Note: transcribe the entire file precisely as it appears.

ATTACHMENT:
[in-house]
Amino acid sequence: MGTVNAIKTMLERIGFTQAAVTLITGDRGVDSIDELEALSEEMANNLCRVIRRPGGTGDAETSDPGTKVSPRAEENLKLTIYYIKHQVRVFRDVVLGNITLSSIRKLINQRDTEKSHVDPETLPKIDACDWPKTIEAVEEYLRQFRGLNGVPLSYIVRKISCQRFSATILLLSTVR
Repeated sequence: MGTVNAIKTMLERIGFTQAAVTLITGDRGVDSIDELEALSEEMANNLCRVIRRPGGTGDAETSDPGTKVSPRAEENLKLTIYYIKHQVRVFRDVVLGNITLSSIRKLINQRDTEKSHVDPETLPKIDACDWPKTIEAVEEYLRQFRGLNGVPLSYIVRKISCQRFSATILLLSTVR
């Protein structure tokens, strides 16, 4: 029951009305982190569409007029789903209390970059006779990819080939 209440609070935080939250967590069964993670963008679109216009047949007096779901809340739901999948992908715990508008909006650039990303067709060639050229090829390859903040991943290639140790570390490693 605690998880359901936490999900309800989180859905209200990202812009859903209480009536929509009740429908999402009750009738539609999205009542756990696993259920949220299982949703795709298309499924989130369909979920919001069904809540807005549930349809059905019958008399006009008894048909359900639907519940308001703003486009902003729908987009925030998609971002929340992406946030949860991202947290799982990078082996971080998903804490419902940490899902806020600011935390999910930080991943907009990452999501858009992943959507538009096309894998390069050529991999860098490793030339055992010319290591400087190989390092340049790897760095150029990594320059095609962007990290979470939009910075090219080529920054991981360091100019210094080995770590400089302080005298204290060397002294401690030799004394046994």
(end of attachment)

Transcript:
[in-house]
Amino acid sequence: MGTVNAIKTMLERIGFTQAAVTLITGDRGVDSIDELEALSEEMANNLCRVIRRPGGTGDAETSDPGTKVSPRAEENLKLTIYYIKHQVRVFRDVVLGNITLSSIRKLINQRDTEKSHVDPETLPKIDACDWPKTIEAVEEYLRQFRGLNGVPLSYIVRKISCQRFSATILLLSTVR
Repeated sequence: MGTVNAIKTMLERIGFTQAAVTLITGDRGVDSIDELEALSEEMANNLCRVIRRPGGTGDAETSDPGTKVSPRAEENLKLTIYYIKHQVRVFRDVVLGNITLSSIRKLINQRDTEKSHVDPETLPKIDACDWPKTIEAVEEYLRQFRGLNGVPLSYIVRKISCQRFSATILLLSTVR
């Protein structure tokens, strides 16, 4: 029951009305982190569409007029789903209390970059006779990819080939 209440609070935080939250967590069964993670963008679109216009047949007096779901809340739901999948992908715990508008909006650039990303067709060639050229090829390859903040991943290639140790570390490693 605690998880359901936490999900309800989180859905209200990202812009859903209480009536929509009740429908999402009750009738539609999205009542756990696993259920949220299982949703795709298309499924989130369909979920919001069904809540807005549930349809059905019958008399006009008894048909359900639907519940308001703003486009902003729908987009925030998609971002929340992406946030949860991202947290799982990078082996971080998903804490419902940490899902806020600011935390999910930080991943907009990452999501858009992943959507538009096309894998390069050529991999860098490793030339055992010319290591400087190989390092340049790897760095150029990594320059095609962007990290979470939009910075090219080529920054991981360091100019210094080995770590400089302080005298204290060397002294401690030799004394046994």